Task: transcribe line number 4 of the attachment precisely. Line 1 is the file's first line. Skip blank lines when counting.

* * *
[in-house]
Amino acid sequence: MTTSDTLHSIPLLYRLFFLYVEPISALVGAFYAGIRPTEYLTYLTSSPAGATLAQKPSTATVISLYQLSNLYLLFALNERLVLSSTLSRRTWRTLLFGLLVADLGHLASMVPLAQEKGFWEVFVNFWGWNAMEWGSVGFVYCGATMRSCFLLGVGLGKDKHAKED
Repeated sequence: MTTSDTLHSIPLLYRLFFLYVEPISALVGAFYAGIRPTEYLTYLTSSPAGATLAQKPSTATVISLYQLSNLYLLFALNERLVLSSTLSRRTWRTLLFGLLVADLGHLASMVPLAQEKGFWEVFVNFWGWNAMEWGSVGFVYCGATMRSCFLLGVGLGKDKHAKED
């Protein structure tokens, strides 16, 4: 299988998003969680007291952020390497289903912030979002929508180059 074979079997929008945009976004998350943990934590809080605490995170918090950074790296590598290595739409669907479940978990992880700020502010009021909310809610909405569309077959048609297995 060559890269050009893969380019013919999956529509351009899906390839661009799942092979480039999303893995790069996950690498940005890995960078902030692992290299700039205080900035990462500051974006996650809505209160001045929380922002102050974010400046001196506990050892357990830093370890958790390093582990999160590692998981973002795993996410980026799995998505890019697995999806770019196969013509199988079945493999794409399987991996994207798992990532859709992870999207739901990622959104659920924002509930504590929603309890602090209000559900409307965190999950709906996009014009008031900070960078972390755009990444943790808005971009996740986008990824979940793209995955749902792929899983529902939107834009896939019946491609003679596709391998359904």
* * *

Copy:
């Protein structure tokens, strides 16, 4: 299988998003969680007291952020390497289903912030979002929508180059 074979079997929008945009976004998350943990934590809080605490995170918090950074790296590598290595739409669907479940978990992880700020502010009021909310809610909405569309077959048609297995 060559890269050009893969380019013919999956529509351009899906390839661009799942092979480039999303893995790069996950690498940005890995960078902030692992290299700039205080900035990462500051974006996650809505209160001045929380922002102050974010400046001196506990050892357990830093370890958790390093582990999160590692998981973002795993996410980026799995998505890019697995999806770019196969013509199988079945493999794409399987991996994207798992990532859709992870999207739901990622959104659920924002509930504590929603309890602090209000559900409307965190999950709906996009014009008031900070960078972390755009990444943790808005971009996740986008990824979940793209995955749902792929899983529902939107834009896939019946491609003679596709391998359904």